Thermal Environments Within Aspen (Populus tremuloides) Tree Cavities During Summer: Implications for Breeding and Roosting Cavity Users
Journal of Thermal Biology
Summer temperature patterns within tree cavities might influence occupancy of cavities by different animals such as birds and bats, and furthermore, cavity temperatures can influence processes such as embryonic development or the development of young. Our study aimed to identify the environmental variables influencing cavity temperatures during summer (June–July) in quaking aspen (Populus tremuloides) in southeastern Idaho. We collected temperature data between June 22 and July 27, 2015 using iButtons distributed across 30 tree cavities in 30 aspen stands in the Craters of the Moon National Monument, Idaho. We used every third day of data to ensure temporal independence amongst readings from the same cavity. We used a multi-model selection framework to examine how environmental characteristics might influence cavity thermal environments, and we modeled how environmental variables, tree, and cavity characteristics might influence daily maximum cavity temperatures. Cavity temperatures ranged as low as 1 °C to as high as 46 °C. Approximately 13% of the cavities experienced temperatures above 40 °C for at least an hour, and these temperatures are noted to be lethal to developing avian embryos.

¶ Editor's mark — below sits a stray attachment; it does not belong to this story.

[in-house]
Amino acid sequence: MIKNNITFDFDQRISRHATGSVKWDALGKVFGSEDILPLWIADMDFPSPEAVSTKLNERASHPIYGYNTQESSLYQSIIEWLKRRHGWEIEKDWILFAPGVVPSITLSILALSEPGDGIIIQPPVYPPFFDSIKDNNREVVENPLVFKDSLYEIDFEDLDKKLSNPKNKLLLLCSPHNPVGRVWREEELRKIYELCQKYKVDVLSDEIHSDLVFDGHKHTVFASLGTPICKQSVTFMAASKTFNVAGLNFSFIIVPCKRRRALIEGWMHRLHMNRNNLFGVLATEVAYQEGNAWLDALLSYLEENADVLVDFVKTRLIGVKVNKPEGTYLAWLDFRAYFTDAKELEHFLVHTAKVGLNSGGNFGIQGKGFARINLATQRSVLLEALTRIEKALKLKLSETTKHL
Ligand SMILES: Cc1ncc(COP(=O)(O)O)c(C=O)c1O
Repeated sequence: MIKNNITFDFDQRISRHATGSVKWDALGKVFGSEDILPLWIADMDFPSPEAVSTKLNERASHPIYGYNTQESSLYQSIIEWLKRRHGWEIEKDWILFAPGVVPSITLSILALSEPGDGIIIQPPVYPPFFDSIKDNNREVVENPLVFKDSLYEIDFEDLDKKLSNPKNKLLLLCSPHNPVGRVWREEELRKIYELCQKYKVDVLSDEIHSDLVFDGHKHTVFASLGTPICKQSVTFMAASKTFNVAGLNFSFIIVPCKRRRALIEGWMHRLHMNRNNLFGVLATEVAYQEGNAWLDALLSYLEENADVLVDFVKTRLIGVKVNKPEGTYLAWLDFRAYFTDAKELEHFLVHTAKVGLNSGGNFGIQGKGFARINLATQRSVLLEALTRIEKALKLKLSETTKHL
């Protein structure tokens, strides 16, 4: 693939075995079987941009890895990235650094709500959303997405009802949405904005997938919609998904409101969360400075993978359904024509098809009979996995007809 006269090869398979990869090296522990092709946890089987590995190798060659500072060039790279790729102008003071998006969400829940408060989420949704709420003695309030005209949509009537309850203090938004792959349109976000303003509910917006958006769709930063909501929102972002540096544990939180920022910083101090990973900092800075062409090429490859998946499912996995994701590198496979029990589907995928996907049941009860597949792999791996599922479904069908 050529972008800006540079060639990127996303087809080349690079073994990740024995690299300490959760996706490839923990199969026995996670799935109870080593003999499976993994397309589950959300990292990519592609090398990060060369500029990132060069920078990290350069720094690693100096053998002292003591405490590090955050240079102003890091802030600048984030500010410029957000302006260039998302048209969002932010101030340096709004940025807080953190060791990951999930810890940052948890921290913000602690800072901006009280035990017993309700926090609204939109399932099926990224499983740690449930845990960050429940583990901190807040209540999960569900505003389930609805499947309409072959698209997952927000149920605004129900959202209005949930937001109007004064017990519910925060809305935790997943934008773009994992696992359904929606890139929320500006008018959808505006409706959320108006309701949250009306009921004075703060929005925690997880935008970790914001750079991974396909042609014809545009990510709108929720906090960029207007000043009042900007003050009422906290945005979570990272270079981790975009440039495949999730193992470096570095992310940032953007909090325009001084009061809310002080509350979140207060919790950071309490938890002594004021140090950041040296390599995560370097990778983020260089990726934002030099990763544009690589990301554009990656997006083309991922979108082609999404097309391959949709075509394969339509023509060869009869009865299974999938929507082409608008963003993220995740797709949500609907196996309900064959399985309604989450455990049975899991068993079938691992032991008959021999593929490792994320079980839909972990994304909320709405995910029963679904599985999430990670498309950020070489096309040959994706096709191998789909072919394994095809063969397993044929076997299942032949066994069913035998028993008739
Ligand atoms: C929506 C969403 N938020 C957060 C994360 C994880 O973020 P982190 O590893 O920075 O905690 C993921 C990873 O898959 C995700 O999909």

Jarolimek, J., and K. Vierling. 2019. Thermal environments within aspen (Populus tremuloides) tree cavities during summer: Implications for breeding and roosting cavity users. Journal of Thermal Biology 81:41-48.